The Hurricane Intensity Index (HII) for Hurricane Irma is 40.4.  The Hurricane Size Index (HSI) is 19.2 and the Hurricane Wind Intensity Size Index (HWISI) is 59.6.  Those indices indicate that Hurricane Irma is capable of causing widespread catastrophic damage.

Hurricane Irma will remain in a favorable environment for the next several days.  Irma will move over water where the Sea Surface Temperature is near 30°C.  The upper level winds will be weak and there will be little vertical wind shear during the next 24 to 36 hours.  When Irma gets farther north it will be near the southern end of a large upper level trough over the eastern U.S.  The trough will produce southeasterly winds which will increase the shear somewhat.  Hurricane Irma will remain a large dangerous hurricane.

Hurricane Irma is moving around the western end of a subtropical high over the Atlantic Ocean.  The high is steering Irma toward the west-northwest and that general motion is expected to continue for another 36 to 48 hours.  The effects of the upper level trough are expected to turn Irma toward the north during the weekend.  On its anticipated track Hurricane Irma will reach the Turks and Caicos on Thursday night.  Irma will move across the southeastern Bahamas on Friday and it could be north of Cuba by Saturday morning.  Hurricane Irma could reach southern Florida by Sunday morning.

Hurricane Irma is capable of causing widespread catastrophic damage.  Irma will generate storm surges as high as 19 feet (6 meters) when it passes over the Bahamas.  Irma will cause widespread wind damage and locally heavy rain could cause flash floods.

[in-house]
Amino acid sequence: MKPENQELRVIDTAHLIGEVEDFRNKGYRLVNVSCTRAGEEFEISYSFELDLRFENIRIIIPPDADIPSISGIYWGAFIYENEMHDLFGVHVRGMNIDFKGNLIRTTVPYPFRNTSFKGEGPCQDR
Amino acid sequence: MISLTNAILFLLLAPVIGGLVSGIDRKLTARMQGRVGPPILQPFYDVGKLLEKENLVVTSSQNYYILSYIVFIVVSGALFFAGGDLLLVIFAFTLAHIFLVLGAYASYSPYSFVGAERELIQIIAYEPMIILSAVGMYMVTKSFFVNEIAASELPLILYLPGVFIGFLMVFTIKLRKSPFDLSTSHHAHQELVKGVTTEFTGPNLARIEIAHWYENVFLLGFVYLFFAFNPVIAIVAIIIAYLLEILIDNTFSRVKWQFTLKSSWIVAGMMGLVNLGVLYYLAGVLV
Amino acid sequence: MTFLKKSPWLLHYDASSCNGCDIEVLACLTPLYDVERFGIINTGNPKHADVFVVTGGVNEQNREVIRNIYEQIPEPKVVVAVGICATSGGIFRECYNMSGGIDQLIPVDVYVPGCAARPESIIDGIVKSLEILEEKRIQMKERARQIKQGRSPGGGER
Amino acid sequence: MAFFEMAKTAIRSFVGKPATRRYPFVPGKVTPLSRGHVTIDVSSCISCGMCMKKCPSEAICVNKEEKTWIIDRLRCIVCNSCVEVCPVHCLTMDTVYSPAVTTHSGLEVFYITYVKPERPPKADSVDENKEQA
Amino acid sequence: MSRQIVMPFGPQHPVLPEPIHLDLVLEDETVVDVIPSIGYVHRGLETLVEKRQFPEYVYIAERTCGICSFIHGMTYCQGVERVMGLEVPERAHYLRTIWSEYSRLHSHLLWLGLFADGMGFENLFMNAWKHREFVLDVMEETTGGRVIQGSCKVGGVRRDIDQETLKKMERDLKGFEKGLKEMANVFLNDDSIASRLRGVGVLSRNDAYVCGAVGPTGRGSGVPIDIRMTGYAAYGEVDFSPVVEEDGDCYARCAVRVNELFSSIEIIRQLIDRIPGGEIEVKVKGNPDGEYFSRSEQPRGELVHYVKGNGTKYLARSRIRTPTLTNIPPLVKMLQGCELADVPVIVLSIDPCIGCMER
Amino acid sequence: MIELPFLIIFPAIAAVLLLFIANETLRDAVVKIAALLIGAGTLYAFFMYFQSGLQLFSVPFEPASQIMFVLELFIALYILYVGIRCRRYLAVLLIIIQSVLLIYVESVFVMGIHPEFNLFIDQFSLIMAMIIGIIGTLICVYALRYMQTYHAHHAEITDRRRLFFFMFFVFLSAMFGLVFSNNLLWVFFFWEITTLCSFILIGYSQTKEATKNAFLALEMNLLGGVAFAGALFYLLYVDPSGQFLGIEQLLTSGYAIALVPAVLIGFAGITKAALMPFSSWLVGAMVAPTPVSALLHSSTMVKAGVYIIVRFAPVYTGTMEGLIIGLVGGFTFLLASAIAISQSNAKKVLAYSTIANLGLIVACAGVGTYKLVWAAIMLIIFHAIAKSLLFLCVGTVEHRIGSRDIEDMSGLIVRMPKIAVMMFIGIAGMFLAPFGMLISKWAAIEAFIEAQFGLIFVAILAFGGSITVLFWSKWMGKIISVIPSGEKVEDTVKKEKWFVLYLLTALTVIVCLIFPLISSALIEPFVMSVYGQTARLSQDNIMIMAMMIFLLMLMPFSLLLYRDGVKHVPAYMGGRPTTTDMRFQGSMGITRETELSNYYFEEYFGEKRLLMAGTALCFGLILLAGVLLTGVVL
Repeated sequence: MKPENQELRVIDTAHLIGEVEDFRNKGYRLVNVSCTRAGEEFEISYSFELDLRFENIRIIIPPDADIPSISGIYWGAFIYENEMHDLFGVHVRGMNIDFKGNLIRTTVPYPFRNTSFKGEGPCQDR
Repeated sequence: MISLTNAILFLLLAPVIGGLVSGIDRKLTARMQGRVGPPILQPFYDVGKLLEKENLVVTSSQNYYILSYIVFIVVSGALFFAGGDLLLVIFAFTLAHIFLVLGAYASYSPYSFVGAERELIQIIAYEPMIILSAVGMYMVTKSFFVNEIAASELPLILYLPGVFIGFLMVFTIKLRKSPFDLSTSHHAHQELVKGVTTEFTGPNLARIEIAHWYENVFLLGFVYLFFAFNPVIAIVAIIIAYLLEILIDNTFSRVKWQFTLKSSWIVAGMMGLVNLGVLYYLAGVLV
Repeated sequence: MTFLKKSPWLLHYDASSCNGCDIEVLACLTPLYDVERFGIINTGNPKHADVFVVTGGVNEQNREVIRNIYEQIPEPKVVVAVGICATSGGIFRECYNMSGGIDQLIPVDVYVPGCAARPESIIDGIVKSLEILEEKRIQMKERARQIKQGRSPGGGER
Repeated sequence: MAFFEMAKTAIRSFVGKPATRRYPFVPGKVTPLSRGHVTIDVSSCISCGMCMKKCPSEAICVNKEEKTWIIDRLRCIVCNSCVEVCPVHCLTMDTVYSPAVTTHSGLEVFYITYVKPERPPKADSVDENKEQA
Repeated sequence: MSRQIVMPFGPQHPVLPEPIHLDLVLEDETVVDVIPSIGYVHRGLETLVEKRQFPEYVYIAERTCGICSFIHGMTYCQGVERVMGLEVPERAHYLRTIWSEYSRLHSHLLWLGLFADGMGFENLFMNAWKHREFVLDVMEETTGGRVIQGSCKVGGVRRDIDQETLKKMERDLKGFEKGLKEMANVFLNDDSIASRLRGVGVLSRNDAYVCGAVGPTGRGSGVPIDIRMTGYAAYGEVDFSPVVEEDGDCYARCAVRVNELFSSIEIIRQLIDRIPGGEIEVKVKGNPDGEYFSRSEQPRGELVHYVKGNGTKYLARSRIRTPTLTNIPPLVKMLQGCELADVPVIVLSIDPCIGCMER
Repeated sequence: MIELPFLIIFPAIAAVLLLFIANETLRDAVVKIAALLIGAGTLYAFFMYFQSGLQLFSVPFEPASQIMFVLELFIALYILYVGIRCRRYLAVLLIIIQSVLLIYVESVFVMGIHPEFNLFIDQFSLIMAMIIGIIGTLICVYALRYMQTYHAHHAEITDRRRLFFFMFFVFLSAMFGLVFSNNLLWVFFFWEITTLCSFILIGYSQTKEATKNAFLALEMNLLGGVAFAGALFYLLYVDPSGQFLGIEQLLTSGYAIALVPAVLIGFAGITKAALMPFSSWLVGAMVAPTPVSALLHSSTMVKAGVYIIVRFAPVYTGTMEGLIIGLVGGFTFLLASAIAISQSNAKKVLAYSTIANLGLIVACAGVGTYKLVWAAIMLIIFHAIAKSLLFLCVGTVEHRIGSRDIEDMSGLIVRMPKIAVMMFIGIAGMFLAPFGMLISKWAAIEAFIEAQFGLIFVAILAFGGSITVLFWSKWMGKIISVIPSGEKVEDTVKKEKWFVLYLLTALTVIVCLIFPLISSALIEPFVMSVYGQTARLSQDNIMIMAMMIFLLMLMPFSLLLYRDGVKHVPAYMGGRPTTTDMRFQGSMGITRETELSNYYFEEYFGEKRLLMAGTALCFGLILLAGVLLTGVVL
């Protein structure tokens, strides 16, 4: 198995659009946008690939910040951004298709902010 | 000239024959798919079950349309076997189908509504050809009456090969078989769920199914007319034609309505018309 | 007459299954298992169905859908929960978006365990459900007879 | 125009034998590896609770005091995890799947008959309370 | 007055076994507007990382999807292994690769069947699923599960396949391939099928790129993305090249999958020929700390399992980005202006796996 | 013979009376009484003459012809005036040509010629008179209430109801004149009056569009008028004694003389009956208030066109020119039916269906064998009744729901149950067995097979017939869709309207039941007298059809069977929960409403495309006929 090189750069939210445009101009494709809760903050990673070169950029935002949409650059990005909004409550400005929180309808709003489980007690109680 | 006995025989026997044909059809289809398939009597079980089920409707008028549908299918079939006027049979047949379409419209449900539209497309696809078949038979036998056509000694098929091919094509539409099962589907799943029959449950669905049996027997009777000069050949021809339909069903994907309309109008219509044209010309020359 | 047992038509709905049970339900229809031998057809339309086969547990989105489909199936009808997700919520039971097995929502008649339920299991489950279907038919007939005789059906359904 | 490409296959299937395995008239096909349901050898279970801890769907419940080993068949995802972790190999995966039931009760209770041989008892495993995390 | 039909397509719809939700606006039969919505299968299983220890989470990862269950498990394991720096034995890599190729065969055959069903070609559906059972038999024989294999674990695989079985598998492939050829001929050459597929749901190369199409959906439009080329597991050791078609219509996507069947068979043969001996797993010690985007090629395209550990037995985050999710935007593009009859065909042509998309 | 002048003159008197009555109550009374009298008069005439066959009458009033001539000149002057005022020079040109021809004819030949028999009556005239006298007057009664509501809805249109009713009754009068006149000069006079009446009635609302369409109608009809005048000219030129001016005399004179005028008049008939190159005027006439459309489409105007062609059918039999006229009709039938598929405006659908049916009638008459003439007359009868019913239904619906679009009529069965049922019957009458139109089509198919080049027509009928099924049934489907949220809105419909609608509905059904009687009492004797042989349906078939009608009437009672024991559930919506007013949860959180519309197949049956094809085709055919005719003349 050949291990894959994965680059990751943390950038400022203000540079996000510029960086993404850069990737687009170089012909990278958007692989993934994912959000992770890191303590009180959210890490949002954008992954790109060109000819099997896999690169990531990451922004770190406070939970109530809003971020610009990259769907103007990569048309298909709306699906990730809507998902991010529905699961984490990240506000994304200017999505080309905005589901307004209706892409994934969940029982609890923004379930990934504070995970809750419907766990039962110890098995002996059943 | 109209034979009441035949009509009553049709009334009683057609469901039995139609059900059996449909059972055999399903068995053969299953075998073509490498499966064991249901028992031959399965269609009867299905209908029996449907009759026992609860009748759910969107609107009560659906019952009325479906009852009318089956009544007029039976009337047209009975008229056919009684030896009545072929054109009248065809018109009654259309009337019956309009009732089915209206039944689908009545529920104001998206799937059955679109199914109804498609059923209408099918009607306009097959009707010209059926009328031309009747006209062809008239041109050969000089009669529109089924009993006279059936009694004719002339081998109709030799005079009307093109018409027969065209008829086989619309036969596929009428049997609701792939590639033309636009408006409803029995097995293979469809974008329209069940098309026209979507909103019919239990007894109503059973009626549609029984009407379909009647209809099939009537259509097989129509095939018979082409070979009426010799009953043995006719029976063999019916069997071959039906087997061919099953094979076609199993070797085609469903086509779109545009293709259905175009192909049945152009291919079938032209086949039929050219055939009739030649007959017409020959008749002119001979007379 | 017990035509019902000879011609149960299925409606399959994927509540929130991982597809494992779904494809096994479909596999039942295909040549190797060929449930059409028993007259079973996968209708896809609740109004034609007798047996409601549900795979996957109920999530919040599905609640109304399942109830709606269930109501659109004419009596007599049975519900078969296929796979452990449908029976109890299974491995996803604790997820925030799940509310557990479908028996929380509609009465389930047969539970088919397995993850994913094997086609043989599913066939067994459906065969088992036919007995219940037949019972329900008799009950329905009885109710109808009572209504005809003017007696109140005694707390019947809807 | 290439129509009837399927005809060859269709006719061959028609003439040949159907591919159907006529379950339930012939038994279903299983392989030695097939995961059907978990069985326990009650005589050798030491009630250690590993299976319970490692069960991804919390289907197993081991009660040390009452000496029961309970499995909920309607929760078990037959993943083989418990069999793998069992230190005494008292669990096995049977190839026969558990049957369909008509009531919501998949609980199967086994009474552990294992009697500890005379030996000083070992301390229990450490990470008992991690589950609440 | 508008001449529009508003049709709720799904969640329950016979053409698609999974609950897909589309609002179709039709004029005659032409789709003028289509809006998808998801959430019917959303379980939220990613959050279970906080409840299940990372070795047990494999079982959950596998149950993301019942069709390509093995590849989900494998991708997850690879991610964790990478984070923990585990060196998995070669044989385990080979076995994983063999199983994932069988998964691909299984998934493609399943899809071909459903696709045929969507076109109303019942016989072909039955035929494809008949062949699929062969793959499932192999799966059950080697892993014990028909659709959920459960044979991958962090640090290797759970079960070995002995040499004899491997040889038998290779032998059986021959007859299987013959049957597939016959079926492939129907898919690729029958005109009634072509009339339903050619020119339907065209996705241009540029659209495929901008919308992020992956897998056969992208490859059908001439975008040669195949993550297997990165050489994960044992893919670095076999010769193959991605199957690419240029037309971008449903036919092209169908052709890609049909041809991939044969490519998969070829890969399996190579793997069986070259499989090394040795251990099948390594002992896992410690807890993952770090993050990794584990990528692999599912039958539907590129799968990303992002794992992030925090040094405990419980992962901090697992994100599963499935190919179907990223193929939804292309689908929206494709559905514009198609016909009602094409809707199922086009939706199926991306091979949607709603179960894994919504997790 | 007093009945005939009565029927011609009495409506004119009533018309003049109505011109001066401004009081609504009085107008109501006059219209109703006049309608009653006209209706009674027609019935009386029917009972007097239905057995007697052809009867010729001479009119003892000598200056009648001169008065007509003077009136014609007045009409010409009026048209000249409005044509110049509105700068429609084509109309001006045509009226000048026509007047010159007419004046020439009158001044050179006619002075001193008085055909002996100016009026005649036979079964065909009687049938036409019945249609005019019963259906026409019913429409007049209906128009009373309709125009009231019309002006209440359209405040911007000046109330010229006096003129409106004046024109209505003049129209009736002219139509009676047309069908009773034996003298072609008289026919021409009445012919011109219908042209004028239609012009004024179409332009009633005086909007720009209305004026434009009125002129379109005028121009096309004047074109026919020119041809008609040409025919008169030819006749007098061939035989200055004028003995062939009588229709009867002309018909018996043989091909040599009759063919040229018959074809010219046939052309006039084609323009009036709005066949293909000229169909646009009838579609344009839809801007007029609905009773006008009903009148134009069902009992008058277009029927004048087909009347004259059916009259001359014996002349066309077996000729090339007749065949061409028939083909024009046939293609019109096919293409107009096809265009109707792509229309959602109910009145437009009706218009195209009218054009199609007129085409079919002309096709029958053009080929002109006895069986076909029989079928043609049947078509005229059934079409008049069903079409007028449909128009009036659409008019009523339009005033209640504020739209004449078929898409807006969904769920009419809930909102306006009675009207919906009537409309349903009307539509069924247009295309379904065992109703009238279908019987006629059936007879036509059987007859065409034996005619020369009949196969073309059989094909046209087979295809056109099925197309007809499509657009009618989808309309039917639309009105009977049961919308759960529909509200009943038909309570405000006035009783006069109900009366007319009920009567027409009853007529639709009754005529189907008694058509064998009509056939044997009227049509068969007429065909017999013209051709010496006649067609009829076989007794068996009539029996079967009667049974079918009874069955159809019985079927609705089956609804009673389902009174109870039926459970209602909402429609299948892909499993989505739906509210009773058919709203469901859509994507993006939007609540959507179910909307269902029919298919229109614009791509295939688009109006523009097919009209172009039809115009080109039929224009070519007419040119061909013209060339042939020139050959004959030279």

The destructive core of Hurricane Irma moved over Barbuda, St. Barthelemy and St. Martin.  There are reports of widespread damage on those islands.  Other nearby islands my have also suffered significant damage.

Hurricane Jose is following in the wake of Hurricane Irma and Watches have been issued for some of the northern Leeward Islands.  At 11:00 a.m. EDT on Thursday the center of Hurricane Jose was located at latitude 14.9°N and longitude 50.6°W which put it about 715 miles (1155 km) east of the Leeward Islands.  Jose was moving toward the west-northwest at 18 m.p.h. (30 km/h).  The maximum sustained wind speed was 90 m.p.h. (150 km/h) and there were wind gusts to 105 m.p.h. (170 km/h).  The minimum surface pressure was 986 mb.

Hurricane Watches have been issued for Antigua and Barbuda.  Tropical Storm Watches have been issued for Anguilla, Montserrat, St. Kitts and Nevis.

Hurricane Jose is moving through a favorable environment of warm Sea Surface Temperatures and little vertical wind shear.  Hurricane Jose is forecast to intensify into a major hurricane.  The same subtropical high steering Hurricane Irma is also steering Hurricane Jose.  On its anticipated track Hurricane Jose could reach the northern Leeward Islands on Saturday.  It could be a major hurricane at that time.  If Hurricane Jose moves over some of the same places hit by Hurricane Irma it will serious impede efforts to recover from Irma.

Hurricane Katia is threatening parts of Mexico.  At 11:00 a.m. EDT on Thursday the center of Hurricane Katia was located at latitude 21.6°N and longitude 94.6°W which put it about 215 miles (345 km) east of Tampico, Mexico.  Katia was stationary.  the maximum sustained wind speed was 80 m.p.h. (130 km/h) and there were wind gusts to 95 m.p.h. (155km/h)  The minimum surface pressure was 980 mb.

A Hurricane Warning is in effect for the portion of the coast from Cabo Rojo to Laguna Verde, Mexico.